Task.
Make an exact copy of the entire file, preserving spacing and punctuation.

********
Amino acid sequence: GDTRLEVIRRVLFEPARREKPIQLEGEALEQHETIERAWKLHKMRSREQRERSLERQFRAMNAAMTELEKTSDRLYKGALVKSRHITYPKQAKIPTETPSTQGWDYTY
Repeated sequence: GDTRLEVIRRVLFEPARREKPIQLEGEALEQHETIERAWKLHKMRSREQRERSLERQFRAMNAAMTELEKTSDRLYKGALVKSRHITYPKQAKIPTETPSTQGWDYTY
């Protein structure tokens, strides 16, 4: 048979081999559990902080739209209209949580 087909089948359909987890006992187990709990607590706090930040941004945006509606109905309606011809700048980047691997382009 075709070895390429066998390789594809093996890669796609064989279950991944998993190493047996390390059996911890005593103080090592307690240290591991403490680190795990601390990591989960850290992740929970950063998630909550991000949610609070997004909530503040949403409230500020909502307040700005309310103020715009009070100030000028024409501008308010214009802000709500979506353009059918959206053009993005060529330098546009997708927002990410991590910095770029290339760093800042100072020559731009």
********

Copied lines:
Amino acid sequence: GDTRLEVIRRVLFEPARREKPIQLEGEALEQHETIERAWKLHKMRSREQRERSLERQFRAMNAAMTELEKTSDRLYKGALVKSRHITYPKQAKIPTETPSTQGWDYTY
Repeated sequence: GDTRLEVIRRVLFEPARREKPIQLEGEALEQHETIERAWKLHKMRSREQRERSLERQFRAMNAAMTELEKTSDRLYKGALVKSRHITYPKQAKIPTETPSTQGWDYTY
């Protein structure tokens, strides 16, 4: 048979081999559990902080739209209209949580 087909089948359909987890006992187990709990607590706090930040941004945006509606109905309606011809700048980047691997382009 075709070895390429066998390789594809093996890669796609064989279950991944998993190493047996390390059996911890005593103080090592307690240290591991403490680190795990601390990591989960850290992740929970950063998630909550991000949610609070997004909530503040949403409230500020909502307040700005309310103020715009009070100030000028024409501008308010214009802000709500979506353009059918959206053009993005060529330098546009997708927002990410991590910095770029290339760093800042100072020559731009």